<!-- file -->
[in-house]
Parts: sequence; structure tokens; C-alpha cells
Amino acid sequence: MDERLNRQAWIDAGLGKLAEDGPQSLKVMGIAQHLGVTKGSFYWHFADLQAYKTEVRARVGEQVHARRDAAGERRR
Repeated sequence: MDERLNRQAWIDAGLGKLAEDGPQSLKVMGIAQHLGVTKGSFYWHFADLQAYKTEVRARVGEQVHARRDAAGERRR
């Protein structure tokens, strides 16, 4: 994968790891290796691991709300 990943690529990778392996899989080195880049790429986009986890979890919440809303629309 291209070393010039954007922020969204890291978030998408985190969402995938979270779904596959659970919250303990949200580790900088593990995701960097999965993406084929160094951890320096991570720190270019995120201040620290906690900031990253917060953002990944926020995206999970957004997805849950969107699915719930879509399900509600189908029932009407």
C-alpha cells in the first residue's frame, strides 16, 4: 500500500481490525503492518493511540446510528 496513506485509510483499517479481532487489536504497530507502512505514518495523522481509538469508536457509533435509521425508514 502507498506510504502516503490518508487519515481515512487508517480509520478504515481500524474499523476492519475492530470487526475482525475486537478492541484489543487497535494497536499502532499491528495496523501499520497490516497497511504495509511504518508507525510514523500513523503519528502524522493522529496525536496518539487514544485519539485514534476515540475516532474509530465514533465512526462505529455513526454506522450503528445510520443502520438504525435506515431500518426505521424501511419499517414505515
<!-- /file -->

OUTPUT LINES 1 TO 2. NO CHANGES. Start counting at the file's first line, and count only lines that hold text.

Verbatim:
[in-house]
Parts: sequence; structure tokens; C-alpha cells